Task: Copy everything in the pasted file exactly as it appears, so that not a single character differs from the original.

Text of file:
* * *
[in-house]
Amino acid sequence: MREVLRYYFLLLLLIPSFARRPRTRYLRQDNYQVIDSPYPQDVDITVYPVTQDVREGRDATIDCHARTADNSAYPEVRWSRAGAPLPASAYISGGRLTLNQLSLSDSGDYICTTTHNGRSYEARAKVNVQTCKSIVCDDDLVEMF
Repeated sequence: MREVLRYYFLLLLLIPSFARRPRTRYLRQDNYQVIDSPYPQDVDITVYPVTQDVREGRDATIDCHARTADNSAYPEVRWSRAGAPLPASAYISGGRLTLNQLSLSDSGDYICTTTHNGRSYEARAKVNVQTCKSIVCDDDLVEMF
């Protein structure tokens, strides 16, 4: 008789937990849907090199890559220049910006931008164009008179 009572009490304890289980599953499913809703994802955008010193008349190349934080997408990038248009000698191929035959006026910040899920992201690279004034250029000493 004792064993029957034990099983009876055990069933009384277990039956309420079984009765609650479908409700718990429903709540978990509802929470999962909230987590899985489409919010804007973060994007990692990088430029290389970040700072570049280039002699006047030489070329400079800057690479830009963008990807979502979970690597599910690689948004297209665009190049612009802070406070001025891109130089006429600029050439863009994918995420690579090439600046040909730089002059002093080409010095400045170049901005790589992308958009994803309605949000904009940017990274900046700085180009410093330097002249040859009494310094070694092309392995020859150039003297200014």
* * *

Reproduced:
[in-house]
Amino acid sequence: MREVLRYYFLLLLLIPSFARRPRTRYLRQDNYQVIDSPYPQDVDITVYPVTQDVREGRDATIDCHARTADNSAYPEVRWSRAGAPLPASAYISGGRLTLNQLSLSDSGDYICTTTHNGRSYEARAKVNVQTCKSIVCDDDLVEMF
Repeated sequence: MREVLRYYFLLLLLIPSFARRPRTRYLRQDNYQVIDSPYPQDVDITVYPVTQDVREGRDATIDCHARTADNSAYPEVRWSRAGAPLPASAYISGGRLTLNQLSLSDSGDYICTTTHNGRSYEARAKVNVQTCKSIVCDDDLVEMF
């Protein structure tokens, strides 16, 4: 008789937990849907090199890559220049910006931008164009008179 009572009490304890289980599953499913809703994802955008010193008349190349934080997408990038248009000698191929035959006026910040899920992201690279004034250029000493 004792064993029957034990099983009876055990069933009384277990039956309420079984009765609650479908409700718990429903709540978990509802929470999962909230987590899985489409919010804007973060994007990692990088430029290389970040700072570049280039002699006047030489070329400079800057690479830009963008990807979502979970690597599910690689948004297209665009190049612009802070406070001025891109130089006429600029050439863009994918995420690579090439600046040909730089002059002093080409010095400045170049901005790589992308958009994803309605949000904009940017990274900046700085180009410093330097002249040859009494310094070694092309392995020859150039003297200014």